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The calendar says, Spring, but the weather says, Nope. On the Upper East Side, the sky is grey. Central Park’s trees are stately but they still present as winter-dormant silhouettes. A low wall separates me on the city sidewalk from the green of the Park, but the starlings don’t care about boundaries, and they sit on the wall, swoop down to pavement on one side, grass another. They know on which side their bread is buttered, and they are happy to eat it, wherever it is.
I hold my camera steady and wait for them to pose. I know the starlings are commonplace here, but they are still birds, and I like flying dinosaurs, whatever kind they may be. I wished I could have seen the fancy Mandarin Duck, the “hot duck” that appeared from somewhere one year on the crescent-shaped lake, and I still yearn to, but I know he is gone. I am happy enough with the usual residents. On New York City’s streets I’ve only seen rock pigeons in a variety of color forms; although when I tilt my head back and look carefully I can pick out little sparrows, flying in and out of open traffic light poles to get to their nests. So a starling or two in the Park is welcome.
Although my map shows a solid line, it is an invisible border between the little rolling hills and lake, playing fields and tunnels, and the river of pedestrians, sea of yellow taxis, fog of street vendors with flags and bagels, and heat of buildings pressed close. Paths into and out of the Park take me to different worlds in an instant. They are the hidden swinging doors: with them, the past tags along.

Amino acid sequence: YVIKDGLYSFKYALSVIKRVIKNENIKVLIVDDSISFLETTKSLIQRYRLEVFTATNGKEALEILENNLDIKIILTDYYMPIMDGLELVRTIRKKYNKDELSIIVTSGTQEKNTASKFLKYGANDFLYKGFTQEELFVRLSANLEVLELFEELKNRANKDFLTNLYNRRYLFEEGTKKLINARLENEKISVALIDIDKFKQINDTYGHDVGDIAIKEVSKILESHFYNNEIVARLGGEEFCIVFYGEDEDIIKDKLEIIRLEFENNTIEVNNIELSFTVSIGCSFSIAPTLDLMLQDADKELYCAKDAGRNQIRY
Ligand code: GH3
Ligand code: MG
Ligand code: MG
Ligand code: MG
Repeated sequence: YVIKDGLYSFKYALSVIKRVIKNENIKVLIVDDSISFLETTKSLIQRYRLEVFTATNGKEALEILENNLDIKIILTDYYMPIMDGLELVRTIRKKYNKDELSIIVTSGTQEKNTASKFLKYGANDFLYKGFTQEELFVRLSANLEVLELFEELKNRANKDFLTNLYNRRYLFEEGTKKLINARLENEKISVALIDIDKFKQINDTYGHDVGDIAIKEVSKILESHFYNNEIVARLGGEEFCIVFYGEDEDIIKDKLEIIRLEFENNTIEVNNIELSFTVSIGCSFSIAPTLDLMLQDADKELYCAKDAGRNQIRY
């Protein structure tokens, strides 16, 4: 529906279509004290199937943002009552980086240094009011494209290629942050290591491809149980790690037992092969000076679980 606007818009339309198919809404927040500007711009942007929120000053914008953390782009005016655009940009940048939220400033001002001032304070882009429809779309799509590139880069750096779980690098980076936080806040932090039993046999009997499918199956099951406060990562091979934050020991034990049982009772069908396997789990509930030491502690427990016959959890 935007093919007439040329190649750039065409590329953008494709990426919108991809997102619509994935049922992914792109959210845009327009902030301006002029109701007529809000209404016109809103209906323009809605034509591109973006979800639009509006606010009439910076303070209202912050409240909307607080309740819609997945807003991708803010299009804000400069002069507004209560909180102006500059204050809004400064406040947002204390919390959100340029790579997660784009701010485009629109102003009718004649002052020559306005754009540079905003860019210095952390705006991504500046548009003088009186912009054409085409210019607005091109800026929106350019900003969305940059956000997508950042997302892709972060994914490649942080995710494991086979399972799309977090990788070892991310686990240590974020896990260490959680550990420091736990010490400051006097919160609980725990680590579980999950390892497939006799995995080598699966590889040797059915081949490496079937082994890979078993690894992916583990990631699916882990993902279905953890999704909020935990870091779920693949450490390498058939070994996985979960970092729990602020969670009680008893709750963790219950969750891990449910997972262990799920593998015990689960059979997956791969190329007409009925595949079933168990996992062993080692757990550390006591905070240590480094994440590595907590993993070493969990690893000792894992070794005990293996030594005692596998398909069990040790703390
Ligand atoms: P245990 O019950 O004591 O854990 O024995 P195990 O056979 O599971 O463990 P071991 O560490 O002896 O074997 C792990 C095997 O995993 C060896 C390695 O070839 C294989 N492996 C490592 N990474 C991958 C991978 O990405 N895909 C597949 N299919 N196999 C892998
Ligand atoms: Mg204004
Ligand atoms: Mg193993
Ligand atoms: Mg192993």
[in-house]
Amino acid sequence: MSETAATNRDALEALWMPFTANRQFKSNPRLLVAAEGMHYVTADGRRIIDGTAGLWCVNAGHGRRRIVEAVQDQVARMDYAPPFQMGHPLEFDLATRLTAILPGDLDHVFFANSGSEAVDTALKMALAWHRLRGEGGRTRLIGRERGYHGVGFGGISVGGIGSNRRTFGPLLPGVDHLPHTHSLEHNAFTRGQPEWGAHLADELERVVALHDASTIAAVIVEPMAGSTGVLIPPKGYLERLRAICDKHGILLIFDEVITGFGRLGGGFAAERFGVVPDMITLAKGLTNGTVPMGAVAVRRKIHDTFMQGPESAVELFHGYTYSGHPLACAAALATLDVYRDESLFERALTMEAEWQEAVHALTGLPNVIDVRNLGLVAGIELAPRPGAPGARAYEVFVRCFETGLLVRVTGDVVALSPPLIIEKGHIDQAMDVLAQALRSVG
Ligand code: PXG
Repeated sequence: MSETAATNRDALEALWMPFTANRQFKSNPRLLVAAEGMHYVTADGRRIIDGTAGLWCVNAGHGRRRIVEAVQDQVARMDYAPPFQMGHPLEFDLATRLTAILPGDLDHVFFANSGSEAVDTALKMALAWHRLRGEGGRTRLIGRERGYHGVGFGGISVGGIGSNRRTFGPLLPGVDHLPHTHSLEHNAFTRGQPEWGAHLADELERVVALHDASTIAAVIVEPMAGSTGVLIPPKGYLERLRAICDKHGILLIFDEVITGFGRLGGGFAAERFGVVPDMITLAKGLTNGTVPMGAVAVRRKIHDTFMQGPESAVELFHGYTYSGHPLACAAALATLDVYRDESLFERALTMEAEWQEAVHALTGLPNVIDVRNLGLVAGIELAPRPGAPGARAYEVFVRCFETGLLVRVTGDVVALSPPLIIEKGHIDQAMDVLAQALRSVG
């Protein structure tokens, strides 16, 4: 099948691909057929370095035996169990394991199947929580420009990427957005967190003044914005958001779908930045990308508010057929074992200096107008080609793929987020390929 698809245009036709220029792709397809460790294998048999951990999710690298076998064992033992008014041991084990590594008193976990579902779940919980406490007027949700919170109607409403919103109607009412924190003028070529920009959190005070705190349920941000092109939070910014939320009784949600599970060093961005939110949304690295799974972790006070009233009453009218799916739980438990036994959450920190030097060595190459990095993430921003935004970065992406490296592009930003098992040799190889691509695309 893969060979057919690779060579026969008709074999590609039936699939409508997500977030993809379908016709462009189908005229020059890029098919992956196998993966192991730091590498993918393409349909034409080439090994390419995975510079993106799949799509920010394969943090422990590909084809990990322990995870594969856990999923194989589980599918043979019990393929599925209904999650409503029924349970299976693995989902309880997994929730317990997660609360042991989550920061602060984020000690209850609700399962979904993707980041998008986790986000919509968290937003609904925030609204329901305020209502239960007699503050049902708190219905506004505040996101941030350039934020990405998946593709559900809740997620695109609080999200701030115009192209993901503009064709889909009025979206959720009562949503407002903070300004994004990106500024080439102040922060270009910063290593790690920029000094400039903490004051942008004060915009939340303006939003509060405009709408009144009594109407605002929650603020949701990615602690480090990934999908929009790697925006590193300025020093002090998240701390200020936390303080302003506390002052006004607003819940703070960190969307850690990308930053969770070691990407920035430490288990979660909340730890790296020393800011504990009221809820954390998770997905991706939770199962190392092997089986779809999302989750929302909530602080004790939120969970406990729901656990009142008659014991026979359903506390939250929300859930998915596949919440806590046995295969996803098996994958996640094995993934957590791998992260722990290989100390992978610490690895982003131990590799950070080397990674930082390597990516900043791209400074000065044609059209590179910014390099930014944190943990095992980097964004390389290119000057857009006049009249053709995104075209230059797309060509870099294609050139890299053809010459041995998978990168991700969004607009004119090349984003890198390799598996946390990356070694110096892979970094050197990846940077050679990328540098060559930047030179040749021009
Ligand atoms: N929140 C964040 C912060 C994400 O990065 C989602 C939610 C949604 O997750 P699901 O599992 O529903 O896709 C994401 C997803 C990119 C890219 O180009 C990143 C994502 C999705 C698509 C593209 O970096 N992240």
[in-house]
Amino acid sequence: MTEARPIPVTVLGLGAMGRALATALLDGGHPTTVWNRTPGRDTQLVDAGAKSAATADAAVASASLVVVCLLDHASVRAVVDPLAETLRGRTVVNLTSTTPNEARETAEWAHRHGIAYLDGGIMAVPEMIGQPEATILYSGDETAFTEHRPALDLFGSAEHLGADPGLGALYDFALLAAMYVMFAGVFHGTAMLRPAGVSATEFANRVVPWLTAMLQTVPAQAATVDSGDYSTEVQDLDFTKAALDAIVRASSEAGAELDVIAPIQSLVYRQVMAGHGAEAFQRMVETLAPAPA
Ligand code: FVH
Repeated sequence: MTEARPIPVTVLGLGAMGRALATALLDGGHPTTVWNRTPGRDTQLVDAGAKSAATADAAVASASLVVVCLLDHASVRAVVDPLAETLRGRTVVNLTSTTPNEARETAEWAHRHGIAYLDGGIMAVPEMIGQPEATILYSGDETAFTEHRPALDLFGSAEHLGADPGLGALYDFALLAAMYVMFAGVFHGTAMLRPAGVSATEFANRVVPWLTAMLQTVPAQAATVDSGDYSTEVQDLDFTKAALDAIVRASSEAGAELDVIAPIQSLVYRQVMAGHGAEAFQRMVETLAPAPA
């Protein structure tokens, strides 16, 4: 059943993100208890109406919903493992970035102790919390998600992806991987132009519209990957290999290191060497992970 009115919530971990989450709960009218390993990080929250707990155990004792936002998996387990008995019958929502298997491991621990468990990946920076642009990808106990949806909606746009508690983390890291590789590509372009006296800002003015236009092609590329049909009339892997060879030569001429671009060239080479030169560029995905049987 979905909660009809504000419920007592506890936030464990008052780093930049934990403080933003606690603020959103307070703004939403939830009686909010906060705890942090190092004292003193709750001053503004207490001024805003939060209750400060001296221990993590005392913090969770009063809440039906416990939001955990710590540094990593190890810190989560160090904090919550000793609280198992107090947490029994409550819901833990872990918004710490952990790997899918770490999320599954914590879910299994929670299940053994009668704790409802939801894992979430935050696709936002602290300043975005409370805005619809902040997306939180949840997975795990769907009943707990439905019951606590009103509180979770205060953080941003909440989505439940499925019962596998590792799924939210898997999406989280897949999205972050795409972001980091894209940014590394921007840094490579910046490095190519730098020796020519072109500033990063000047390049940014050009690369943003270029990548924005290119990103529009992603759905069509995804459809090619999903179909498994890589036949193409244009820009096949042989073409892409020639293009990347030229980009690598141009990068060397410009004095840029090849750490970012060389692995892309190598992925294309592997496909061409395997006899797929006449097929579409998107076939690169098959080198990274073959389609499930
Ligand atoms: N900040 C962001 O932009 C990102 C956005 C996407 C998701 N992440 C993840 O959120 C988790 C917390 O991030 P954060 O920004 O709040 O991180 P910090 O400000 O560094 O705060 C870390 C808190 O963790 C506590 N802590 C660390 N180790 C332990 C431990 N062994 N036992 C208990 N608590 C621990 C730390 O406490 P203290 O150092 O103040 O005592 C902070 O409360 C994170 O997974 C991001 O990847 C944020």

Like scattered tattoos, statues mark a perceived important person, historical moment, or celebrated event. I’m both baffled and awed by the Obelisk: dubbed Cleopatra’s Needle, whose twin stands on the bank of the Thames in London, their sister in Paris. A four-way world connection, since you must include Egypt, their original home. The Obelisk, carved of red granite with now worn hieroglyphics, a kind of poetry, weighs as much as forty-five elephants, so there’s a five-way connection, if you count the elephants. A time capsule is buried beneath it containing the 1870s census, the Bible, Webster’s dictionary, a guide to Egypt, a copy of the Declaration of Independence, and the complete works of William Shakespeare. Time is fluid as the past becomes the present. What could we possibly agree to bury today?
One community agreed that the Park needs more monuments to women, adding to the already-placed fictional characters of Shakespeare’s Juliet, Alice in Wonderland, and Mother Goose. I will miss seeing the Women’s Rights Pioneers, the statue of Suffragists Susan B. Anthony, Sojourner Truth and Elizabeth Cady Stanton, since it has not yet been installed, and I will have to search out the Poet’s Corner another time. Within the nooks and crannies of 840 acres, the bronze head and shoulders of Irish poet, Thomas Moore is made to look taller than the short man he was, a peculiar advantage of statuary: revision. The statue is twelve feet high.
Across the Park on the West Side, much better than gazing at monuments, I encounter a living poet. The man on a bench explains that he is not a bad man; he is the Central Park Poet: a dollar a poem, or three poems for three dollars, five if you want to help out. He jokes that they let him out on Tuesdays, but I am sure he resides daily in the Park, a fixture as any statue, bench, or bird I’ve come to see. “Where you from? California? Everybody’s got to come from somewhere,” the Poet says. This is his home. I am the stranger here.
My black boots spring a hole in the heel from walking eight miles a day, joining the resident ranks on foot as much as possible, hoping to become an honorary New Yorker. Remade with every limping step and every visit, my mind map gratefully expands. I ease back into the City for a sandwich, the pigeons resolved and working around my feet.
by Alisa Golden